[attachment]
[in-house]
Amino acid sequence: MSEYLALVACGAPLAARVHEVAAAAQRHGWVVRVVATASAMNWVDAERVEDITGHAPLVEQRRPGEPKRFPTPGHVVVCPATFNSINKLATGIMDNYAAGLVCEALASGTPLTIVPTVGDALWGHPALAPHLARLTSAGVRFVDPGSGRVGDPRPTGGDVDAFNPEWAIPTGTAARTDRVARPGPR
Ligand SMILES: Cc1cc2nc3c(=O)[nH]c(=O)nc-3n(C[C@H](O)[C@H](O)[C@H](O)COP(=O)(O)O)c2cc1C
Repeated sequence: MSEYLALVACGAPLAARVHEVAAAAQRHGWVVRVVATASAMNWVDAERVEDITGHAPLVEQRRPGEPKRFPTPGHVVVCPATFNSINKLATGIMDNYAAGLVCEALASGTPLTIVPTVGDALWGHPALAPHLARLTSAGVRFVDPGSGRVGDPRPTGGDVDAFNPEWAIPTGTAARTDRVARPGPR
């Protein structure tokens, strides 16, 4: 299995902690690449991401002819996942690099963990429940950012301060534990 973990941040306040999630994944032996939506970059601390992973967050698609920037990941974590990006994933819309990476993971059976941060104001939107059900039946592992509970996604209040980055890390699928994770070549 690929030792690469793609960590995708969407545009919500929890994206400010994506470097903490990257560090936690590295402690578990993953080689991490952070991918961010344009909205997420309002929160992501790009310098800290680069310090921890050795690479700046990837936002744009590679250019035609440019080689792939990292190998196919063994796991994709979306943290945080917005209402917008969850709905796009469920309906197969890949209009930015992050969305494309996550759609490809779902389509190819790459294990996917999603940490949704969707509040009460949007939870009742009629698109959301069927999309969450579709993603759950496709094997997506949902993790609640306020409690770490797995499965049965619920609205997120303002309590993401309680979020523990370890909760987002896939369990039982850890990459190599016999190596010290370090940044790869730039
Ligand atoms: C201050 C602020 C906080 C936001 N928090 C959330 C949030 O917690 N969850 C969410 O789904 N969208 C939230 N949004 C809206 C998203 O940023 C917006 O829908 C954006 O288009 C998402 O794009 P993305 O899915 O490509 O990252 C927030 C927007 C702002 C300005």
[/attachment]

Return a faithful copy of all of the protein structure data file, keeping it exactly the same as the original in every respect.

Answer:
[in-house]
Amino acid sequence: MSEYLALVACGAPLAARVHEVAAAAQRHGWVVRVVATASAMNWVDAERVEDITGHAPLVEQRRPGEPKRFPTPGHVVVCPATFNSINKLATGIMDNYAAGLVCEALASGTPLTIVPTVGDALWGHPALAPHLARLTSAGVRFVDPGSGRVGDPRPTGGDVDAFNPEWAIPTGTAARTDRVARPGPR
Ligand SMILES: Cc1cc2nc3c(=O)[nH]c(=O)nc-3n(C[C@H](O)[C@H](O)[C@H](O)COP(=O)(O)O)c2cc1C
Repeated sequence: MSEYLALVACGAPLAARVHEVAAAAQRHGWVVRVVATASAMNWVDAERVEDITGHAPLVEQRRPGEPKRFPTPGHVVVCPATFNSINKLATGIMDNYAAGLVCEALASGTPLTIVPTVGDALWGHPALAPHLARLTSAGVRFVDPGSGRVGDPRPTGGDVDAFNPEWAIPTGTAARTDRVARPGPR
């Protein structure tokens, strides 16, 4: 299995902690690449991401002819996942690099963990429940950012301060534990 973990941040306040999630994944032996939506970059601390992973967050698609920037990941974590990006994933819309990476993971059976941060104001939107059900039946592992509970996604209040980055890390699928994770070549 690929030792690469793609960590995708969407545009919500929890994206400010994506470097903490990257560090936690590295402690578990993953080689991490952070991918961010344009909205997420309002929160992501790009310098800290680069310090921890050795690479700046990837936002744009590679250019035609440019080689792939990292190998196919063994796991994709979306943290945080917005209402917008969850709905796009469920309906197969890949209009930015992050969305494309996550759609490809779902389509190819790459294990996917999603940490949704969707509040009460949007939870009742009629698109959301069927999309969450579709993603759950496709094997997506949902993790609640306020409690770490797995499965049965619920609205997120303002309590993401309680979020523990370890909760987002896939369990039982850890990459190599016999190596010290370090940044790869730039
Ligand atoms: C201050 C602020 C906080 C936001 N928090 C959330 C949030 O917690 N969850 C969410 O789904 N969208 C939230 N949004 C809206 C998203 O940023 C917006 O829908 C954006 O288009 C998402 O794009 P993305 O899915 O490509 O990252 C927030 C927007 C702002 C300005």